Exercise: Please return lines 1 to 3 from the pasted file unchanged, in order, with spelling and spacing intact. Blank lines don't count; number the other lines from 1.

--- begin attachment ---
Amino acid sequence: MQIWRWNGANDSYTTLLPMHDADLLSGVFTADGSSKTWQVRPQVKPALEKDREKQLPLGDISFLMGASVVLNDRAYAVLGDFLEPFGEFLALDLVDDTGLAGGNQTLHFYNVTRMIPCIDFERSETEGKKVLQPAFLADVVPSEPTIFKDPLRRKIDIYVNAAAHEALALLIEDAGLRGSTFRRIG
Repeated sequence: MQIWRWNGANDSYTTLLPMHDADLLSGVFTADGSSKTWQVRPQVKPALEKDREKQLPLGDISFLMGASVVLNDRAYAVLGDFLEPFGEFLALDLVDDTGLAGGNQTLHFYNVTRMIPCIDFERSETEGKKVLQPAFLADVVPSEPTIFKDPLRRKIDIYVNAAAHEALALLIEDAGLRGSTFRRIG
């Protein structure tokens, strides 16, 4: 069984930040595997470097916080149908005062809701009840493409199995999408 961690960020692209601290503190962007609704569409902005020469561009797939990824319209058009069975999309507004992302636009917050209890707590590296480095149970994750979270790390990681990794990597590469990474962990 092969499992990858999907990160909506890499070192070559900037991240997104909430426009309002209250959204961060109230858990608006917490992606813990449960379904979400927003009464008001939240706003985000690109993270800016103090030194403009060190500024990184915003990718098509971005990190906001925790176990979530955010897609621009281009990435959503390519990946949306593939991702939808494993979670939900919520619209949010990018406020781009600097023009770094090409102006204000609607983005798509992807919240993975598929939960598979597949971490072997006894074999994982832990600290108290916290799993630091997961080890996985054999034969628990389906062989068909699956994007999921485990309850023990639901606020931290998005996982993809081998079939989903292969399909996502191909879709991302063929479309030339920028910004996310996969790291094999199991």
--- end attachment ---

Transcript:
Amino acid sequence: MQIWRWNGANDSYTTLLPMHDADLLSGVFTADGSSKTWQVRPQVKPALEKDREKQLPLGDISFLMGASVVLNDRAYAVLGDFLEPFGEFLALDLVDDTGLAGGNQTLHFYNVTRMIPCIDFERSETEGKKVLQPAFLADVVPSEPTIFKDPLRRKIDIYVNAAAHEALALLIEDAGLRGSTFRRIG
Repeated sequence: MQIWRWNGANDSYTTLLPMHDADLLSGVFTADGSSKTWQVRPQVKPALEKDREKQLPLGDISFLMGASVVLNDRAYAVLGDFLEPFGEFLALDLVDDTGLAGGNQTLHFYNVTRMIPCIDFERSETEGKKVLQPAFLADVVPSEPTIFKDPLRRKIDIYVNAAAHEALALLIEDAGLRGSTFRRIG
């Protein structure tokens, strides 16, 4: 069984930040595997470097916080149908005062809701009840493409199995999408 961690960020692209601290503190962007609704569409902005020469561009797939990824319209058009069975999309507004992302636009917050209890707590590296480095149970994750979270790390990681990794990597590469990474962990 092969499992990858999907990160909506890499070192070559900037991240997104909430426009309002209250959204961060109230858990608006917490992606813990449960379904979400927003009464008001939240706003985000690109993270800016103090030194403009060190500024990184915003990718098509971005990190906001925790176990979530955010897609621009281009990435959503390519990946949306593939991702939808494993979670939900919520619209949010990018406020781009600097023009770094090409102006204000609607983005798509992807919240993975598929939960598979597949971490072997006894074999994982832990600290108290916290799993630091997961080890996985054999034969628990389906062989068909699956994007999921485990309850023990639901606020931290998005996982993809081998079939989903292969399909996502191909879709991302063929479309030339920028910004996310996969790291094999199991």